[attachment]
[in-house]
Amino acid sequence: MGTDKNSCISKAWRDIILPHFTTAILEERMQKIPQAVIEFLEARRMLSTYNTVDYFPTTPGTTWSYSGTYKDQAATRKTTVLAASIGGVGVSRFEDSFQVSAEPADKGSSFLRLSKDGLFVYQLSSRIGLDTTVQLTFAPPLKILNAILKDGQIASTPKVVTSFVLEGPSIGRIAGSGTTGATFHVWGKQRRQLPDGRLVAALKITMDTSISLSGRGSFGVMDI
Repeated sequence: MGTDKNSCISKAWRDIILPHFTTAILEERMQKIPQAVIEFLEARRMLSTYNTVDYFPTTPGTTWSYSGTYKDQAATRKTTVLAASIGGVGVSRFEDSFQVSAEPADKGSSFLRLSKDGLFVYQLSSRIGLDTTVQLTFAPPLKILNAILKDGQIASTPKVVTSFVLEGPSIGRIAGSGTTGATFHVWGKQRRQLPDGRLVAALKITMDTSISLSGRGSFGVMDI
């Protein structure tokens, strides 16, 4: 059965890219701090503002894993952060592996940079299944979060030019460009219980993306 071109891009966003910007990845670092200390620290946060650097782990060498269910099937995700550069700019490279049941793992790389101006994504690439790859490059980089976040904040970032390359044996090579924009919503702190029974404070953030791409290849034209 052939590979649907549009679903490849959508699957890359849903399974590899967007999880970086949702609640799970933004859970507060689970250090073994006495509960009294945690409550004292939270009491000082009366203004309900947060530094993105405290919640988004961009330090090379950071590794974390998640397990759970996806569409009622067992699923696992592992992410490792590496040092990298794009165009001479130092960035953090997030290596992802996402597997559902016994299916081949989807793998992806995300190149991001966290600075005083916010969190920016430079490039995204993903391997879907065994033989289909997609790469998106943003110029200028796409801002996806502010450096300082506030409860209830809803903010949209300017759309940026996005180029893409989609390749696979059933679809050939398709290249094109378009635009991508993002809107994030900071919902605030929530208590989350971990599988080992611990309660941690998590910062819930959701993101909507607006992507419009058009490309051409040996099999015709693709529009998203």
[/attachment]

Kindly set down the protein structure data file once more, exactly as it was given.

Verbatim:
[in-house]
Amino acid sequence: MGTDKNSCISKAWRDIILPHFTTAILEERMQKIPQAVIEFLEARRMLSTYNTVDYFPTTPGTTWSYSGTYKDQAATRKTTVLAASIGGVGVSRFEDSFQVSAEPADKGSSFLRLSKDGLFVYQLSSRIGLDTTVQLTFAPPLKILNAILKDGQIASTPKVVTSFVLEGPSIGRIAGSGTTGATFHVWGKQRRQLPDGRLVAALKITMDTSISLSGRGSFGVMDI
Repeated sequence: MGTDKNSCISKAWRDIILPHFTTAILEERMQKIPQAVIEFLEARRMLSTYNTVDYFPTTPGTTWSYSGTYKDQAATRKTTVLAASIGGVGVSRFEDSFQVSAEPADKGSSFLRLSKDGLFVYQLSSRIGLDTTVQLTFAPPLKILNAILKDGQIASTPKVVTSFVLEGPSIGRIAGSGTTGATFHVWGKQRRQLPDGRLVAALKITMDTSISLSGRGSFGVMDI
């Protein structure tokens, strides 16, 4: 059965890219701090503002894993952060592996940079299944979060030019460009219980993306 071109891009966003910007990845670092200390620290946060650097782990060498269910099937995700550069700019490279049941793992790389101006994504690439790859490059980089976040904040970032390359044996090579924009919503702190029974404070953030791409290849034209 052939590979649907549009679903490849959508699957890359849903399974590899967007999880970086949702609640799970933004859970507060689970250090073994006495509960009294945690409550004292939270009491000082009366203004309900947060530094993105405290919640988004961009330090090379950071590794974390998640397990759970996806569409009622067992699923696992592992992410490792590496040092990298794009165009001479130092960035953090997030290596992802996402597997559902016994299916081949989807793998992806995300190149991001966290600075005083916010969190920016430079490039995204993903391997879907065994033989289909997609790469998106943003110029200028796409801002996806502010450096300082506030409860209830809803903010949209300017759309940026996005180029893409989609390749696979059933679809050939398709290249094109378009635009991508993002809107994030900071919902605030929530208590989350971990599988080992611990309660941690998590910062819930959701993101909507607006992507419009058009490309051409040996099999015709693709529009998203």